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American literature often examines people and motives. In Nathaniel Hawthorne’s novel, The Scarlet Letter, and in Arthur Miller’s dramatic classic, The Crucible, people and motives often depict patterns of Puritans struggling for life during a precarious time.
Guilt and shame can tear a person's soul away. The inevitable consequence of sin is the immediate reaction of guilt, shame, and remorse. For example: John Proctor, Elizabeth Proctor, and Reverend Dimmesdale have all committed a sin or sins and are feeling extremely guilty about it. They want to be forgiven, but they have no strength and are cowards. Forgiveness can only be obtained when these characters find the strength within themselves to speak the truth.
The first to commit a sin is John Proctor, the husband of Elizabeth Proctor. John is a good man until Abigail Williams comes into his life. John lives in a house feeling empty and thinking his wife does not love him. Lust is a very powerful feeling, and it tempts John right into bed with Abigail. Unfortunately once he commits adultery, Elizabeth does not forgive him. She finds ways to punish John and make him feel more remorseful. For example, Reverend Hale asks John to recite the commandments, and he forgets one, Elizabeth then says sarcastically, “Adultery, John.” Elizabeth responds in such a manner that John feels overwhelming pain in his heart.
Naturally, Elizabeth feels guilty as well. She tells John, “I have sins of my own to count. It needs a cold wife to prompt lechery.” Elizabeth feels as though she is to blame for John committing adultery. She is a mother and, of course, Elizabeth will be consumed with taking care of their children, cooking, cleaning, etc. At first, Elizabeth does not recognize John pulling away from her and turning towards Abigail. Soon after Elizabeth finds out John committed adultery with Abby, she fires her. Later on in the novel Elizabeth is accused of being a witch and John goes to court to prove Abigail is lying.
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But Reverend Arthur Dimmesdale has also felt the burden of knowing the truth and not being unable to speak of it. Arthur Dimmesdale is the minister who commits adultery with Hester in The Scarlet Letter. Though he commits the same sin as Hester, his is the worst for not acknowledging it. This "concealed sin" is the center of his tormented conscience. Instead he speaks to Hester, "..I charge thee to speak out the name of thy fellow-sinner and fellow sufferer!”, p.73. It is hypocritical of Dimmesdale to tell Hester to speak out the truth when he knows the truth and he is the father of the child she bore. His silence shows how much of a coward he is and how scared he is of the truth. It is also ironic that Dimmesdale, who is supposed to be absolutely pure and urges his congregation to confess and openly repent their sins, is incapable of acknowledging his own sin and repenting. He knows the hypocrisy of his actions, but cannot bring himself to confess and repent his sins publicly. The guilt consumes him and his heart weakens when he sees Hester suffering alone, knowing he committed the same sin.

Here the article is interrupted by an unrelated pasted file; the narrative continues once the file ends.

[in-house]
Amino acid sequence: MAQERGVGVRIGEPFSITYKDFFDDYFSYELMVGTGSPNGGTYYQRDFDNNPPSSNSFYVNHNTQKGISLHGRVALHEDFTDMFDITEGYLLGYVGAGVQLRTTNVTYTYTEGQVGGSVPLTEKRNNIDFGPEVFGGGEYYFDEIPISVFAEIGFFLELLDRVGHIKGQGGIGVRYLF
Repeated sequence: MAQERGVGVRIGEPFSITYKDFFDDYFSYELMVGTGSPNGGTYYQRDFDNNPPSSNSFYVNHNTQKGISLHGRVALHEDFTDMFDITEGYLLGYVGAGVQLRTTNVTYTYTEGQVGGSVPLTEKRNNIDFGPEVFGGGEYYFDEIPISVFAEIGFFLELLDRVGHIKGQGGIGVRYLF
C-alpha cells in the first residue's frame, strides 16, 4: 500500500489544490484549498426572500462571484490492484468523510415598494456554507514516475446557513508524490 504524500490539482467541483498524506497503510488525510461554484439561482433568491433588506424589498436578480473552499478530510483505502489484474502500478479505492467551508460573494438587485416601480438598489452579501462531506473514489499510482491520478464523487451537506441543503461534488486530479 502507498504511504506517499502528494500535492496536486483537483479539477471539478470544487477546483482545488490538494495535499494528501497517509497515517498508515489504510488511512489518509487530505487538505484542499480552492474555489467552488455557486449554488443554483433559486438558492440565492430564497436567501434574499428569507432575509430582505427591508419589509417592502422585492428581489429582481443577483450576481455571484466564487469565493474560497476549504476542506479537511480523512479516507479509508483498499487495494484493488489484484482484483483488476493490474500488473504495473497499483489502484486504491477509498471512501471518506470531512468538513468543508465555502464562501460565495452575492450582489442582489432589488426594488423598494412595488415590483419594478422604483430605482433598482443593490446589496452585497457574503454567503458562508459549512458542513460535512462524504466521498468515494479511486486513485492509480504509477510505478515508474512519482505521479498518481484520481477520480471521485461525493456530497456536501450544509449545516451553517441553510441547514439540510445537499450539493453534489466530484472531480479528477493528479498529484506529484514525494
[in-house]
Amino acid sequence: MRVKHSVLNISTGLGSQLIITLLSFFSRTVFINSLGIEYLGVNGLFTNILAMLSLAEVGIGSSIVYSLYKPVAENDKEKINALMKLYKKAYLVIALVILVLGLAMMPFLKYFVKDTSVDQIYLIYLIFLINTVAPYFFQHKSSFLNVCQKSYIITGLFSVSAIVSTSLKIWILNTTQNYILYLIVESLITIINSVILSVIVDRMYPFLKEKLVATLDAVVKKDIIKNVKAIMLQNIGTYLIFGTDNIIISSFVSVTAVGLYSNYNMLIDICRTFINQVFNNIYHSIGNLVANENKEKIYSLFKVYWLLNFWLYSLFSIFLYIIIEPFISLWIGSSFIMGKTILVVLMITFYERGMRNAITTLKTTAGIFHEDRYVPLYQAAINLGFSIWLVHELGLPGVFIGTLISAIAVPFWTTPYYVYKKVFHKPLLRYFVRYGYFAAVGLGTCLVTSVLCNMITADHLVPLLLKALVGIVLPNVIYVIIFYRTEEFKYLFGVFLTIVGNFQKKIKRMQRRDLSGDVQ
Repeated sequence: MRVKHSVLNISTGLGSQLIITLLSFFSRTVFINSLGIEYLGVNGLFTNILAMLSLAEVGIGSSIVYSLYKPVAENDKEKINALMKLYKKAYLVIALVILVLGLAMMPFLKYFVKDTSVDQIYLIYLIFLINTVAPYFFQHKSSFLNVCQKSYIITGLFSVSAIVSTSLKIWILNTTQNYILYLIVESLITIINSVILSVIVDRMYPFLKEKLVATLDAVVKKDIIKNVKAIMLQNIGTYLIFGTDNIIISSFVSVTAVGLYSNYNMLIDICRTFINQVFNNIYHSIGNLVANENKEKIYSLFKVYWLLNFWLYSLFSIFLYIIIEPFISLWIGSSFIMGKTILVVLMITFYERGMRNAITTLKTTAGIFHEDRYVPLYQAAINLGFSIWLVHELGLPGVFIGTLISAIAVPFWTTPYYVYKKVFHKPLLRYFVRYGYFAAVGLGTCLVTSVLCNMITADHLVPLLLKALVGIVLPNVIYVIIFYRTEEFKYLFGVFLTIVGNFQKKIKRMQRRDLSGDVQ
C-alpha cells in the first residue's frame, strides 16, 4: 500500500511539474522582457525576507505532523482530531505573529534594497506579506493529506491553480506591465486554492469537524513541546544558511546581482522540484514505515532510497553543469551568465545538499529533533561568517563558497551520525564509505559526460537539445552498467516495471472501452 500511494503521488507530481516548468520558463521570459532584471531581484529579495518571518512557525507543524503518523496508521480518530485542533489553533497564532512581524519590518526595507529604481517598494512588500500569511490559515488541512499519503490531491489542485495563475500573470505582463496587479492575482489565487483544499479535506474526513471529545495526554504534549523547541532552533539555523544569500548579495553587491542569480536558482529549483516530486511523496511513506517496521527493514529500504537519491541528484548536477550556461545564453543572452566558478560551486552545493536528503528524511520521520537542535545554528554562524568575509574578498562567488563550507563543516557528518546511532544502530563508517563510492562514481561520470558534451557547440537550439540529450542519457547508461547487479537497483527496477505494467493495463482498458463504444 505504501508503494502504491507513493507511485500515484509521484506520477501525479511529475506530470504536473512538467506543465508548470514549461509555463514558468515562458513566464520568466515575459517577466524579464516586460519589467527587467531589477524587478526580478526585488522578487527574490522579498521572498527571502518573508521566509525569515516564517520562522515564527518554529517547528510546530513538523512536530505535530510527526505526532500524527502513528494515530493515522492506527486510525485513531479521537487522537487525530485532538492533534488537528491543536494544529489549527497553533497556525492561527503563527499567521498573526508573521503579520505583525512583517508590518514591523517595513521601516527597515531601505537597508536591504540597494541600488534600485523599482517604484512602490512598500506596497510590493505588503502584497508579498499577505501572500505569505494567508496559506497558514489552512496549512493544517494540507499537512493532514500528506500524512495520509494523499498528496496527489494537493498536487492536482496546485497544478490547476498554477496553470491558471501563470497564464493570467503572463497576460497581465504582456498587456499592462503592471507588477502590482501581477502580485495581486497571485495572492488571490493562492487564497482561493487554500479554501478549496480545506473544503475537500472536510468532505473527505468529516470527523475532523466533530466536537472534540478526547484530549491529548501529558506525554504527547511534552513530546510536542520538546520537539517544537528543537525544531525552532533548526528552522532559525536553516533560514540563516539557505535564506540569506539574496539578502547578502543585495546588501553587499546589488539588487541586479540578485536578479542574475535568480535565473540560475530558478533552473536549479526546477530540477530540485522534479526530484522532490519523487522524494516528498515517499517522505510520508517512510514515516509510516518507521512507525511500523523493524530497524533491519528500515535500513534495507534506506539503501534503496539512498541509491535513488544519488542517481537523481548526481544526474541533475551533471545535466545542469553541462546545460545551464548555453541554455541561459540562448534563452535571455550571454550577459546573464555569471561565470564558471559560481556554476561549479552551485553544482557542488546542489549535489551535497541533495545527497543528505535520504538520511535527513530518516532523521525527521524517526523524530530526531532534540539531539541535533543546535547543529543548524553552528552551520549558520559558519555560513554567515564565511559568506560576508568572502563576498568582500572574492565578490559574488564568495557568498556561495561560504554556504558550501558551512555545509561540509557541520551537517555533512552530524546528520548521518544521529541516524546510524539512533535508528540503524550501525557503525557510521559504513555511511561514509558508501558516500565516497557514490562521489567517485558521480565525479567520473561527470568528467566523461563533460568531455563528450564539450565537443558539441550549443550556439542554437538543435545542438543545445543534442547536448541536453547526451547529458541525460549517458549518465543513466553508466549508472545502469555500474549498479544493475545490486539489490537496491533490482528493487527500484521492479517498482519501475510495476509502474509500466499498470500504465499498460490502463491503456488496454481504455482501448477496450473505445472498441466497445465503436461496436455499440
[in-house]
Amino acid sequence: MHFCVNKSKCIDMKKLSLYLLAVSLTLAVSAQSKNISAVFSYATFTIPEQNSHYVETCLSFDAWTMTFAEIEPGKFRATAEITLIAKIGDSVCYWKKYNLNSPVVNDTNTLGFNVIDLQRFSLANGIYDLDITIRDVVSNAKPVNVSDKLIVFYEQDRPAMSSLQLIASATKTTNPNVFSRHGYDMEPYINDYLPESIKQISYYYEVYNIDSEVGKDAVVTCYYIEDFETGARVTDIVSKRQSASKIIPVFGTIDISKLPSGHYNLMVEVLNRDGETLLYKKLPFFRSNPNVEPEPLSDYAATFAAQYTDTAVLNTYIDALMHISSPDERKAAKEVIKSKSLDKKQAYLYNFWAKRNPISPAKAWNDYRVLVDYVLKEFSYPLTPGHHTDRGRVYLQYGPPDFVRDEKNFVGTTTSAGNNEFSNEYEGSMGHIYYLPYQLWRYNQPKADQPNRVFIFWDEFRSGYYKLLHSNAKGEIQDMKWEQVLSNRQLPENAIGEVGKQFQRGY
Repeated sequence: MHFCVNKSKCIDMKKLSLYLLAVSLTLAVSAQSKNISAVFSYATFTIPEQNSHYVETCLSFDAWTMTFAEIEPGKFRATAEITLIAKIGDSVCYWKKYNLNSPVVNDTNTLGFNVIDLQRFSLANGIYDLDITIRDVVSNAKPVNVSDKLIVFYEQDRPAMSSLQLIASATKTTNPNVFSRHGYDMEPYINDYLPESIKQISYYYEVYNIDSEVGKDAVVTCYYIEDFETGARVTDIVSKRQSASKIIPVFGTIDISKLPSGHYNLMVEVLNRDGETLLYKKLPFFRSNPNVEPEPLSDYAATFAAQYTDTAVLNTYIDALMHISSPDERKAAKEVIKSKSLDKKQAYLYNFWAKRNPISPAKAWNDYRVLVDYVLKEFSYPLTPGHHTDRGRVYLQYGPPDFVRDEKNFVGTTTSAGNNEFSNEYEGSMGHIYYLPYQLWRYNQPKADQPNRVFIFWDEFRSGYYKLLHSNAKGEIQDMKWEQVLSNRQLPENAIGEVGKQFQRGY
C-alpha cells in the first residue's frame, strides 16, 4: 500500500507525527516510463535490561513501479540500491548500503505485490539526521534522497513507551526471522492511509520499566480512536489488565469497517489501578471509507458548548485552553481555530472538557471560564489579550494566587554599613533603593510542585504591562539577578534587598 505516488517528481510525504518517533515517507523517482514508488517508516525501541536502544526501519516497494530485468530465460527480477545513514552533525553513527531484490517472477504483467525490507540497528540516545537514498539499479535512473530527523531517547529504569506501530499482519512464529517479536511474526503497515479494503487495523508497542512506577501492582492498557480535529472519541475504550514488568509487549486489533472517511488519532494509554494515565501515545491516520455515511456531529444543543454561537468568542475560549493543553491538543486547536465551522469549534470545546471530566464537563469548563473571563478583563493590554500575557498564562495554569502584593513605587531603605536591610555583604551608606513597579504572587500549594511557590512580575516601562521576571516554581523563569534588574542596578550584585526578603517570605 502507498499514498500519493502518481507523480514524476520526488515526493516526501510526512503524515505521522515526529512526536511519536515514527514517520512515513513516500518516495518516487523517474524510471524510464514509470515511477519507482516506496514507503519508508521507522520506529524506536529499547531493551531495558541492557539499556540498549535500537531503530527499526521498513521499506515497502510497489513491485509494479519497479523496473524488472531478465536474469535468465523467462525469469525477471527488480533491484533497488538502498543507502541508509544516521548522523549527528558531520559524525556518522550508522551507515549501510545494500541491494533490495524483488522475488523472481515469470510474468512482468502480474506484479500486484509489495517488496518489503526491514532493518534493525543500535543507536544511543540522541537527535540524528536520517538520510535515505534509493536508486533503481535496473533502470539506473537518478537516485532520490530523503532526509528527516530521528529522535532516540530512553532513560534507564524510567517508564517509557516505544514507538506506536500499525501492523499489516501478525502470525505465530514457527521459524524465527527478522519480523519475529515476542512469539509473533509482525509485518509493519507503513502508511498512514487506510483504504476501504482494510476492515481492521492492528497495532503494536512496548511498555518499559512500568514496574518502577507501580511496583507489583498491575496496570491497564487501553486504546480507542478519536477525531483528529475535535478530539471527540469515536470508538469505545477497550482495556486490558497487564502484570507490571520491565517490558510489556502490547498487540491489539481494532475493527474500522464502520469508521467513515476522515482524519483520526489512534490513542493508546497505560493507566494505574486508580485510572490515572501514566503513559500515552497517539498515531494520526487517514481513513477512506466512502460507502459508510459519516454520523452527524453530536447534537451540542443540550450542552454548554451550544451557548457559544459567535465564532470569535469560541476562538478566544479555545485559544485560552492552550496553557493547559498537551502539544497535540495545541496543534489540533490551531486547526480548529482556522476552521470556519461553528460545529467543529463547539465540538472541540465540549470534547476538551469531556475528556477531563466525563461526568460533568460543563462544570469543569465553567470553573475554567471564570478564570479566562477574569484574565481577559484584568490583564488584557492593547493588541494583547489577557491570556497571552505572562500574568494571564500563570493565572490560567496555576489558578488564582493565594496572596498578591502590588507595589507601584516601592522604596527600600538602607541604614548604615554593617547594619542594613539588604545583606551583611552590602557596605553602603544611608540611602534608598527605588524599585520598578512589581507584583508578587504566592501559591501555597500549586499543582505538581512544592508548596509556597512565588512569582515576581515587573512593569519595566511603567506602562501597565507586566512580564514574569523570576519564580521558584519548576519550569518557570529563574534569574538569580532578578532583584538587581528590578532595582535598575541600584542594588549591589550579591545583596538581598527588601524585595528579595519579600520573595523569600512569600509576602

The point Hawthorne is making is that every one of our actions inevitably shapes our lives, no matter how insignificant. Symbols like the scarlet letter shape our perceptions and our understanding. They determine the type of individuals we grow to be. Hawthorne describes the purpose of the novel when he says "Be true! Be true! Be true! Show freely to the world, if not your worst, yet some trait whereby the worst may be inferred!" The theme is beneficial because it can be put into terms in today's world. The Scarlet Letter is one of the few books that will be timeless, because it deals with alienation, sin, punishment, and guilt, or the emotions that will continue to be felt by every generation hereafter.
In these two writings, the characters all chose to break society’s rules, and eventually paid the greatest price of all. These characters all suffered and pity themselves more or less for being cowards and not revealing the truth at the moment they needed to. Redemption is a necessity for sinners and that is what the characters wanted. These two books state more clearly than any other two books I have ever read, what not to do when it comes to Society. They distinctly state if you choose to break society’s rules, you very often, get the unfavorable end of the spectrum.